Body size and multiple myeloma mortality: A pooled analysis of 20 prospective studies

Lauren R. Teras, Cari M. Kitahara, Brenda M. Birmann, Patricia A. Hartge, Sophia S. Wang, Kim Robien, Alpa V. Patel, Hans Olov Adami, Elisabete Weiderpass, Graham G. Giles, Pramil N. Singh, Michael Alavanja, Laura E. Beane Freeman, Leslie Bernstein, Julie E. Buring, Graham A. Colditz, Gary E. Fraser, Susan M. Gapstur, J. Michael Gaziano, Edward GiovannucciJonathan N. Hofmann, Martha S. Linet, Gila Neta, Yikyung Park, Ulrike Peters, Philip S. Rosenberg, Catherine Schairer, Howard D. Sesso, Meir J. Stampfer, Kala Visvanathan, Emily White, Alicja Wolk, Anne Zeleniuch-Jacquotte, Amy Berrington de González, Mark P. Purdue

Research output: Contribution to journalArticle

Abstract

Multiple myeloma (MM) is a rare but highly fatal malignancy. High body weight is associated with this cancer, but several questions remain regarding the aetiological relevance of timing and location of body weight. To address these questions, we conducted a pooled analysis of MM mortality using 1·5 million participants (including 1388 MM deaths) from 20 prospective cohorts in the National Cancer Institute Cohort Consortium. Proportional hazards regression was used to calculate pooled multivariate hazard ratios (HRs) and 95% confidence intervals (CIs). Associations with elevated MM mortality were observed for higher early-adult body mass index (BMI; HR = 1·22, 95% CI: 1·09-1·35 per 5 kg/m2) and for higher cohort-entry BMI (HR 1·09, 95% CI: 1·03-1·16 per 5 kg/m2) and waist circumference (HR = 1·06, 95% CI: 1·02-1·10 per 5 cm). Women who were the heaviest, both in early adulthood (BMI 25+) and at cohort entry (BMI 30+) were at greater risk compared to those with BMI 18·5 ≤ 25 at both time points (HR = 1·95, 95% CI: 1·33-2·86). Waist-to-hip ratio and height were not associated with MM mortality. These observations suggest that overall, and possibly also central, obesity influence myeloma mortality, and women have the highest risk of death from this cancer if they remain heavy throughout adulthood.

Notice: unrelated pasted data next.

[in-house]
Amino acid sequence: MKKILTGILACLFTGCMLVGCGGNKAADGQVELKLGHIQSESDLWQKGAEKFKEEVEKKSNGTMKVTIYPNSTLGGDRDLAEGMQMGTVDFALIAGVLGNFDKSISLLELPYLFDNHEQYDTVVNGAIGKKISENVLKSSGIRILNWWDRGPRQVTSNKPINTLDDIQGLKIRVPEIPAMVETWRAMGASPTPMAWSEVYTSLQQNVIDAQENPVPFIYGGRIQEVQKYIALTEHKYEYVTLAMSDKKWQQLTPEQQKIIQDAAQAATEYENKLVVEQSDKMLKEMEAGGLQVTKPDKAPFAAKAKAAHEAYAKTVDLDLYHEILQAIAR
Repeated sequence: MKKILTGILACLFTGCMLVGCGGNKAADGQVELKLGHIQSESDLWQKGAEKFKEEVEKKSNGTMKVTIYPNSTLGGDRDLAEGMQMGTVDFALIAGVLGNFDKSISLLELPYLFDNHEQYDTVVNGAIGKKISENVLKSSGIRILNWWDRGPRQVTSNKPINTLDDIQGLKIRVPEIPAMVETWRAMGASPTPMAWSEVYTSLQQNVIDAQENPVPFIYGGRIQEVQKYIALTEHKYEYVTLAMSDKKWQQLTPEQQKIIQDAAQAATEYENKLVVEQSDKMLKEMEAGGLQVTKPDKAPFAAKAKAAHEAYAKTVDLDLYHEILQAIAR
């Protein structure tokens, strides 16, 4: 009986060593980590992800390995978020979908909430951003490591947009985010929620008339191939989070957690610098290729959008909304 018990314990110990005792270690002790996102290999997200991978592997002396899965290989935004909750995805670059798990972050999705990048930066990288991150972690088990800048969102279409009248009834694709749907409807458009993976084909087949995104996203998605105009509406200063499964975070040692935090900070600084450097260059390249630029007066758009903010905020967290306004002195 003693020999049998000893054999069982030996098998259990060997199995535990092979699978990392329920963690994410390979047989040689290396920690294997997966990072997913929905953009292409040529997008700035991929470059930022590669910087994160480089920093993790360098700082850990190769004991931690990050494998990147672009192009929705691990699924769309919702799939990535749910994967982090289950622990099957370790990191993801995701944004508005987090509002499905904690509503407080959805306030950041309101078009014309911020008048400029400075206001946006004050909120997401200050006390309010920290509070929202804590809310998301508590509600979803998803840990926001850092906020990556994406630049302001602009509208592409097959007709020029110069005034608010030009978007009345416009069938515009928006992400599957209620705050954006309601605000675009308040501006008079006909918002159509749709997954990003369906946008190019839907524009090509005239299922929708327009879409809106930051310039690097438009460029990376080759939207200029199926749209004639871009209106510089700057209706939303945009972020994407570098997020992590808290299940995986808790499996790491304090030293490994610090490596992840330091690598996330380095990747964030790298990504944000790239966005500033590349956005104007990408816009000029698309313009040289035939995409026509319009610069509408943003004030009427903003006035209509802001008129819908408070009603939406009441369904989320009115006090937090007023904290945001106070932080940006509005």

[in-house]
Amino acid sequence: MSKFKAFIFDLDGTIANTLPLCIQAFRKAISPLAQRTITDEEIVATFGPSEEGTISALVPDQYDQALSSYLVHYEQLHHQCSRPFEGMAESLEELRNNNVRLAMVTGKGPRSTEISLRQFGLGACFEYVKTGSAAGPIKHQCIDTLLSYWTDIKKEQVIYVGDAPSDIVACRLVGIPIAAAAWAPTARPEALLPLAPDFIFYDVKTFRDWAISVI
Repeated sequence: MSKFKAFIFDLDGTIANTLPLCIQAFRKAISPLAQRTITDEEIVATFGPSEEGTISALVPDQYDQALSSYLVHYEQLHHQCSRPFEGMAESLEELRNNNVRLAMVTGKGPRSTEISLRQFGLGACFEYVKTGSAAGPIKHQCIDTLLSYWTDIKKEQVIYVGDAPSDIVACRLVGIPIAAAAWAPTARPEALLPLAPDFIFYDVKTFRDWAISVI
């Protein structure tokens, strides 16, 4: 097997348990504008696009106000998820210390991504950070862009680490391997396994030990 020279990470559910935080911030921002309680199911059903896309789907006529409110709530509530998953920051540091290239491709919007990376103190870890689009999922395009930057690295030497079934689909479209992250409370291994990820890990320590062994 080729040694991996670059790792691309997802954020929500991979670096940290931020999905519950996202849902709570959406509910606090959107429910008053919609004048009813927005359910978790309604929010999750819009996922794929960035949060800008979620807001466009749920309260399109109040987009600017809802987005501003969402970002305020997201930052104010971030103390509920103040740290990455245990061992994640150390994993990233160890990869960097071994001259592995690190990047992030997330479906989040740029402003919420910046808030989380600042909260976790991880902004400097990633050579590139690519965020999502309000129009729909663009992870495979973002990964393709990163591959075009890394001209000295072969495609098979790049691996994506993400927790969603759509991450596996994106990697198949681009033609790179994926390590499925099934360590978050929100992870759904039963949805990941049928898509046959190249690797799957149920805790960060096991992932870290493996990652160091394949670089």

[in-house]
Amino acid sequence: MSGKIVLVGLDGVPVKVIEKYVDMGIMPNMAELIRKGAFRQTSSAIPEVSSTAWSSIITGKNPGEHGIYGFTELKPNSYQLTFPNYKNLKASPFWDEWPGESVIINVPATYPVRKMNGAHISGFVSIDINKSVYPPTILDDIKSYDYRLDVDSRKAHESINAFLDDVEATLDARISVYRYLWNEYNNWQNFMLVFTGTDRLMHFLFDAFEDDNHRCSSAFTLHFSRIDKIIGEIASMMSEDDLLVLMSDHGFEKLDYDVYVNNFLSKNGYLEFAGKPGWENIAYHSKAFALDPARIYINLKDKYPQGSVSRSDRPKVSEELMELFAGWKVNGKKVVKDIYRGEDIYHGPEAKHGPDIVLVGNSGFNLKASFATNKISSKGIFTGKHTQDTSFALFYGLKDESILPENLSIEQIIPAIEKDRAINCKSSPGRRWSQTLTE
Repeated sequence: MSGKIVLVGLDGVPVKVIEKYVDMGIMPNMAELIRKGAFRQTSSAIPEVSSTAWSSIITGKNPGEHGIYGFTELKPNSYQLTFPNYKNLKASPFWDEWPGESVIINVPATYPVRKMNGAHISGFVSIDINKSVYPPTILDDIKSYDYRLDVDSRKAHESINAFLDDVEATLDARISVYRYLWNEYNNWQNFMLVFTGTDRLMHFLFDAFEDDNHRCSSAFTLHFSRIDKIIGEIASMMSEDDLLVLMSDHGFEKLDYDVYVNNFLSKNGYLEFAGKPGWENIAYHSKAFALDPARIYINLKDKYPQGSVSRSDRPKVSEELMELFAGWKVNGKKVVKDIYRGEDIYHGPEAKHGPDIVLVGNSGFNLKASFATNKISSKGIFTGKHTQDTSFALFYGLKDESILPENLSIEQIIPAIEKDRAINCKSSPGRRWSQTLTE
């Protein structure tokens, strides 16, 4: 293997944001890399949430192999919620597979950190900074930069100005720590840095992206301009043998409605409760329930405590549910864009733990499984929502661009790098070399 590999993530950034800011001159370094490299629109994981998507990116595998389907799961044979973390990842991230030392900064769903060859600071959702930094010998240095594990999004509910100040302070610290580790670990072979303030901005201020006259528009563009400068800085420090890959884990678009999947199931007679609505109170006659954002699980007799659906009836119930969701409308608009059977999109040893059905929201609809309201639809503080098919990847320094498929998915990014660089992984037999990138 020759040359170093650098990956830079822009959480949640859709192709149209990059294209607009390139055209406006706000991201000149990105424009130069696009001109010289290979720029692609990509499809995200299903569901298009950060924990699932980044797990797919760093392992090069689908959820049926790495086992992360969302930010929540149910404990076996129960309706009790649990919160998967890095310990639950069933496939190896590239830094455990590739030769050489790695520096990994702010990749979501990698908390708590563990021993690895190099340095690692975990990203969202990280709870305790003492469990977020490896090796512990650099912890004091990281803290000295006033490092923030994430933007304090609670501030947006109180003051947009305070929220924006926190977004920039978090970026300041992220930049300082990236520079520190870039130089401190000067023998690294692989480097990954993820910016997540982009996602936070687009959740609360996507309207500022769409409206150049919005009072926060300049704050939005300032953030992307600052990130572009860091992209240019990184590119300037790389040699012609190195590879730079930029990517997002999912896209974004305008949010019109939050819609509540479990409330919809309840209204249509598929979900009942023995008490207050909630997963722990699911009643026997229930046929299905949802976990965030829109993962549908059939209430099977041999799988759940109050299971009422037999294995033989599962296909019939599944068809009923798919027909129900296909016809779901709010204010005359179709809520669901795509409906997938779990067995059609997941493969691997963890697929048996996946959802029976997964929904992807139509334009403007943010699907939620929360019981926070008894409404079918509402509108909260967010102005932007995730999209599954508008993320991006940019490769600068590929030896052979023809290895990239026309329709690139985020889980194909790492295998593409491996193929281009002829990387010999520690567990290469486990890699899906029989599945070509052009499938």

Original languageEnglish (US)
Pages (from-to)667-676
Number of pages10
JournalBritish journal of haematology
Volume166
Issue number5
DOIs
StatePublished - Sep 2014

Keywords

  • And anthropometry
  • Body mass index
  • Multiple myeloma
  • Pooled analysis
  • Prospective cohort study

ASJC Scopus subject areas

  • Hematology

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  • Cite this

    Teras, L. R., Kitahara, C. M., Birmann, B. M., Hartge, P. A., Wang, S. S., Robien, K., Patel, A. V., Adami, H. O., Weiderpass, E., Giles, G. G., Singh, P. N., Alavanja, M., Beane Freeman, L. E., Bernstein, L., Buring, J. E., Colditz, G. A., Fraser, G. E., Gapstur, S. M., Gaziano, J. M., ... Purdue, M. P. (2014). Body size and multiple myeloma mortality: A pooled analysis of 20 prospective studies. British journal of haematology, 166(5), 667-676. https://doi.org/10.1111/bjh.12935